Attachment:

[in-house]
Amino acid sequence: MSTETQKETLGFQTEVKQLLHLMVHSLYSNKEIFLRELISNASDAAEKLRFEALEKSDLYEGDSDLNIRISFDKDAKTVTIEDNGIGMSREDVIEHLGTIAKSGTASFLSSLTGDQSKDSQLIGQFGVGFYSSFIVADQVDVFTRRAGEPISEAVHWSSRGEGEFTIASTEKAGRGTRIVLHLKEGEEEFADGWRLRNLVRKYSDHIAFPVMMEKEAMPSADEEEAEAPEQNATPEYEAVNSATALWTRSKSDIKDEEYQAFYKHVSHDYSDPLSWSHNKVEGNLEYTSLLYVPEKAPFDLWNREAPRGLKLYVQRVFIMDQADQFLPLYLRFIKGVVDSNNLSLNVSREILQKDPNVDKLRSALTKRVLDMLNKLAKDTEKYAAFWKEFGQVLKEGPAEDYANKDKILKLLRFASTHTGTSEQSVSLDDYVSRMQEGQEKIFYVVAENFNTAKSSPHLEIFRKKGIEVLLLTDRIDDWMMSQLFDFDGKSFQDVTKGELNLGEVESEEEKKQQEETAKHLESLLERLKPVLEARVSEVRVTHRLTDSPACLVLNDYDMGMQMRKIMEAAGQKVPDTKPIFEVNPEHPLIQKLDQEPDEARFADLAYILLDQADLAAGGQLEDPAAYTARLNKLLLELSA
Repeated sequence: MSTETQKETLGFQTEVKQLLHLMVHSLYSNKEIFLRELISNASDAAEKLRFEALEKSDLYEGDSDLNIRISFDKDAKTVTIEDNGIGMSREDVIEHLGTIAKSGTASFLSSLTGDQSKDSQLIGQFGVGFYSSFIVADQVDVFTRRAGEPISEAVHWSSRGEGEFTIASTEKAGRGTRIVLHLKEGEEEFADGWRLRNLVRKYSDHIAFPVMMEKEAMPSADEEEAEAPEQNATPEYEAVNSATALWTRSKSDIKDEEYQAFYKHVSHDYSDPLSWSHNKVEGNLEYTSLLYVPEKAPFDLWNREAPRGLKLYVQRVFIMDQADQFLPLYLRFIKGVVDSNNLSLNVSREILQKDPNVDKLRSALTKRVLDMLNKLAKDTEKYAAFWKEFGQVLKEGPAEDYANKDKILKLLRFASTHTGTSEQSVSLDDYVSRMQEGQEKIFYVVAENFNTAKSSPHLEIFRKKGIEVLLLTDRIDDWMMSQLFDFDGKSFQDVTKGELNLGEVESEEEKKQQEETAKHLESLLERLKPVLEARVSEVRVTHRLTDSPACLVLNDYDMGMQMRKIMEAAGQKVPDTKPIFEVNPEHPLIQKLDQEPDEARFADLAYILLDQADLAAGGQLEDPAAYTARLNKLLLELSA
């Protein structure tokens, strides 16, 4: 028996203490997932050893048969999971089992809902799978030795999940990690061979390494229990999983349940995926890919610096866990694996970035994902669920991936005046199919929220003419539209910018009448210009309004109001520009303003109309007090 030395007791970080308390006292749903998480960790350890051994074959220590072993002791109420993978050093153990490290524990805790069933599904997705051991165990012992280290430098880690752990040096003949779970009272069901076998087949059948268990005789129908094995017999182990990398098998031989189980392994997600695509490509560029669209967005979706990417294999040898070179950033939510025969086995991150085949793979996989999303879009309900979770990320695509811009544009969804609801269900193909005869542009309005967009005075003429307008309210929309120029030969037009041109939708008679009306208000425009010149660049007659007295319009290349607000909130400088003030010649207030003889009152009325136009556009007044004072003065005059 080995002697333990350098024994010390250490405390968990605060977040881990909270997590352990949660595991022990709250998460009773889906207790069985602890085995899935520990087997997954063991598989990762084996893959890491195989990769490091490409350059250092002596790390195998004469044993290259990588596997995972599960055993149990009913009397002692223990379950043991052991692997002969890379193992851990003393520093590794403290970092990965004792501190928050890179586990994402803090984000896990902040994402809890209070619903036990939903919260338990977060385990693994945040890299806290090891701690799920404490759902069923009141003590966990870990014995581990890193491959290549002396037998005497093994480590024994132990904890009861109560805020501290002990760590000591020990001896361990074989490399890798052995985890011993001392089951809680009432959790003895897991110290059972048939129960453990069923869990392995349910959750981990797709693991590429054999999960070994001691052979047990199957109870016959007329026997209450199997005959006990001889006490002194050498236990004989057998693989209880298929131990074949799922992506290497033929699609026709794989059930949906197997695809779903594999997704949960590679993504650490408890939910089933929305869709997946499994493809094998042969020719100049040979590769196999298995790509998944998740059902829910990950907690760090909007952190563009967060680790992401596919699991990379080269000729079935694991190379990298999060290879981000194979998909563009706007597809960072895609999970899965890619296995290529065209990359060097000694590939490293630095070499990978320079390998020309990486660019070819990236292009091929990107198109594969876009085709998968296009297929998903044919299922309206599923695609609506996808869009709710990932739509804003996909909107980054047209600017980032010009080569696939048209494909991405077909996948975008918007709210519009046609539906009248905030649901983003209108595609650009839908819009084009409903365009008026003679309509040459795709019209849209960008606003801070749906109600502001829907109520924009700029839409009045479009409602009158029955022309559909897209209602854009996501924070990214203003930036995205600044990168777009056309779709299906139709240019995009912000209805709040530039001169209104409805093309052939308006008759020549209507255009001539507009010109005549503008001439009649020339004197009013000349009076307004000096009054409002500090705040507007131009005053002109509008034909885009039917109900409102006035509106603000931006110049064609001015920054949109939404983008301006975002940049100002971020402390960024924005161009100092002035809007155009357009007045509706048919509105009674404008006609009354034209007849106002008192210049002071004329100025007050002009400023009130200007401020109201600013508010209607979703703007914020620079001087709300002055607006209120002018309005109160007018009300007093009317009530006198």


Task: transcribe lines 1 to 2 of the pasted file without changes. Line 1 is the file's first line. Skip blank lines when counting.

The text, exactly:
[in-house]
Amino acid sequence: MSTETQKETLGFQTEVKQLLHLMVHSLYSNKEIFLRELISNASDAAEKLRFEALEKSDLYEGDSDLNIRISFDKDAKTVTIEDNGIGMSREDVIEHLGTIAKSGTASFLSSLTGDQSKDSQLIGQFGVGFYSSFIVADQVDVFTRRAGEPISEAVHWSSRGEGEFTIASTEKAGRGTRIVLHLKEGEEEFADGWRLRNLVRKYSDHIAFPVMMEKEAMPSADEEEAEAPEQNATPEYEAVNSATALWTRSKSDIKDEEYQAFYKHVSHDYSDPLSWSHNKVEGNLEYTSLLYVPEKAPFDLWNREAPRGLKLYVQRVFIMDQADQFLPLYLRFIKGVVDSNNLSLNVSREILQKDPNVDKLRSALTKRVLDMLNKLAKDTEKYAAFWKEFGQVLKEGPAEDYANKDKILKLLRFASTHTGTSEQSVSLDDYVSRMQEGQEKIFYVVAENFNTAKSSPHLEIFRKKGIEVLLLTDRIDDWMMSQLFDFDGKSFQDVTKGELNLGEVESEEEKKQQEETAKHLESLLERLKPVLEARVSEVRVTHRLTDSPACLVLNDYDMGMQMRKIMEAAGQKVPDTKPIFEVNPEHPLIQKLDQEPDEARFADLAYILLDQADLAAGGQLEDPAAYTARLNKLLLELSA